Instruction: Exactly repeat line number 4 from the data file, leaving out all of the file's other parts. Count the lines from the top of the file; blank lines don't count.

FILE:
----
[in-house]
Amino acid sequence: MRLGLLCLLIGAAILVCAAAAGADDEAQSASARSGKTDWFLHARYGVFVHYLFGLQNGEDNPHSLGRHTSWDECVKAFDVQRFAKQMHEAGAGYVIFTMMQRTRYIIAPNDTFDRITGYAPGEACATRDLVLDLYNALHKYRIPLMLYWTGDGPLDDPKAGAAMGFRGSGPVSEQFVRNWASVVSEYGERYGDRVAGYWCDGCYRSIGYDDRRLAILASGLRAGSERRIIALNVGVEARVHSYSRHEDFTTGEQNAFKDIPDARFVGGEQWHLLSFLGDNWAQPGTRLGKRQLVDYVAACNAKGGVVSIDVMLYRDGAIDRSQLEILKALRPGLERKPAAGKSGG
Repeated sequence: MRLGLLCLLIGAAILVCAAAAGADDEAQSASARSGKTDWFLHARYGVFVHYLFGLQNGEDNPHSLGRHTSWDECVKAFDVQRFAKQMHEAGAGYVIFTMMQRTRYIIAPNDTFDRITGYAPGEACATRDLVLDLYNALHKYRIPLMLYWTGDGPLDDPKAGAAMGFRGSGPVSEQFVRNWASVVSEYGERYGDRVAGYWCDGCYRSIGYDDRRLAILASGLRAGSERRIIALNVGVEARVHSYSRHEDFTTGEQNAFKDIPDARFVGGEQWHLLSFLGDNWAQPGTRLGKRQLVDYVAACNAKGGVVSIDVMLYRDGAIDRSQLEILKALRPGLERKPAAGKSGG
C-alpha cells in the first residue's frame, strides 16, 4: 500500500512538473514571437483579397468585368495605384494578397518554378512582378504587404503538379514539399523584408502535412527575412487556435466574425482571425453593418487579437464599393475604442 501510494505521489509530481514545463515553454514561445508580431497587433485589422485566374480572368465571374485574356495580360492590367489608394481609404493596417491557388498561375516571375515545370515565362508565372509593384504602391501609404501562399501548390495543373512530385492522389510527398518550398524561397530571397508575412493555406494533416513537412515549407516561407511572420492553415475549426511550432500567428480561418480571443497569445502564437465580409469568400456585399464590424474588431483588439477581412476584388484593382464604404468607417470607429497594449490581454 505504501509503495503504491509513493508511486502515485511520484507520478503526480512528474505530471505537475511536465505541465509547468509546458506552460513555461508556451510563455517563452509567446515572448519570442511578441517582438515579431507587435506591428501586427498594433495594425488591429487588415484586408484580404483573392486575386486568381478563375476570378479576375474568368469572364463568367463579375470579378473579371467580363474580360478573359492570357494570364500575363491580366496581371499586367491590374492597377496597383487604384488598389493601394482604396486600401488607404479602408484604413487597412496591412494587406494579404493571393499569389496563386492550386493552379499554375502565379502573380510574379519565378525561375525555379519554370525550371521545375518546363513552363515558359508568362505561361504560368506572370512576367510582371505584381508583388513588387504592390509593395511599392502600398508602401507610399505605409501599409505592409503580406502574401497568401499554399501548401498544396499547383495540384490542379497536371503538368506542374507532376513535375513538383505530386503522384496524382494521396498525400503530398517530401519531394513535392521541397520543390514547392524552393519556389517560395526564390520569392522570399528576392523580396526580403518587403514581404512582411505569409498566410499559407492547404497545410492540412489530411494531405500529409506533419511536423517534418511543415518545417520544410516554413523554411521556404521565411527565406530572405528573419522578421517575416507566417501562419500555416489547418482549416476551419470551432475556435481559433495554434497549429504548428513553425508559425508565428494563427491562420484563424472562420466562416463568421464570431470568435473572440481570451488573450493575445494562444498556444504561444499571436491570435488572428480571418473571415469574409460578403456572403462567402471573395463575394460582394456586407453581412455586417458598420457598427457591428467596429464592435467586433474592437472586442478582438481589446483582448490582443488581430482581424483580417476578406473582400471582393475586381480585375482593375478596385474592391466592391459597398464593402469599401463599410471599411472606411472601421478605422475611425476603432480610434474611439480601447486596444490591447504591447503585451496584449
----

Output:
C-alpha cells in the first residue's frame, strides 16, 4: 500500500512538473514571437483579397468585368495605384494578397518554378512582378504587404503538379514539399523584408502535412527575412487556435466574425482571425453593418487579437464599393475604442 501510494505521489509530481514545463515553454514561445508580431497587433485589422485566374480572368465571374485574356495580360492590367489608394481609404493596417491557388498561375516571375515545370515565362508565372509593384504602391501609404501562399501548390495543373512530385492522389510527398518550398524561397530571397508575412493555406494533416513537412515549407516561407511572420492553415475549426511550432500567428480561418480571443497569445502564437465580409469568400456585399464590424474588431483588439477581412476584388484593382464604404468607417470607429497594449490581454 505504501509503495503504491509513493508511486502515485511520484507520478503526480512528474505530471505537475511536465505541465509547468509546458506552460513555461508556451510563455517563452509567446515572448519570442511578441517582438515579431507587435506591428501586427498594433495594425488591429487588415484586408484580404483573392486575386486568381478563375476570378479576375474568368469572364463568367463579375470579378473579371467580363474580360478573359492570357494570364500575363491580366496581371499586367491590374492597377496597383487604384488598389493601394482604396486600401488607404479602408484604413487597412496591412494587406494579404493571393499569389496563386492550386493552379499554375502565379502573380510574379519565378525561375525555379519554370525550371521545375518546363513552363515558359508568362505561361504560368506572370512576367510582371505584381508583388513588387504592390509593395511599392502600398508602401507610399505605409501599409505592409503580406502574401497568401499554399501548401498544396499547383495540384490542379497536371503538368506542374507532376513535375513538383505530386503522384496524382494521396498525400503530398517530401519531394513535392521541397520543390514547392524552393519556389517560395526564390520569392522570399528576392523580396526580403518587403514581404512582411505569409498566410499559407492547404497545410492540412489530411494531405500529409506533419511536423517534418511543415518545417520544410516554413523554411521556404521565411527565406530572405528573419522578421517575416507566417501562419500555416489547418482549416476551419470551432475556435481559433495554434497549429504548428513553425508559425508565428494563427491562420484563424472562420466562416463568421464570431470568435473572440481570451488573450493575445494562444498556444504561444499571436491570435488572428480571418473571415469574409460578403456572403462567402471573395463575394460582394456586407453581412455586417458598420457598427457591428467596429464592435467586433474592437472586442478582438481589446483582448490582443488581430482581424483580417476578406473582400471582393475586381480585375482593375478596385474592391466592391459597398464593402469599401463599410471599411472606411472601421478605422475611425476603432480610434474611439480601447486596444490591447504591447503585451496584449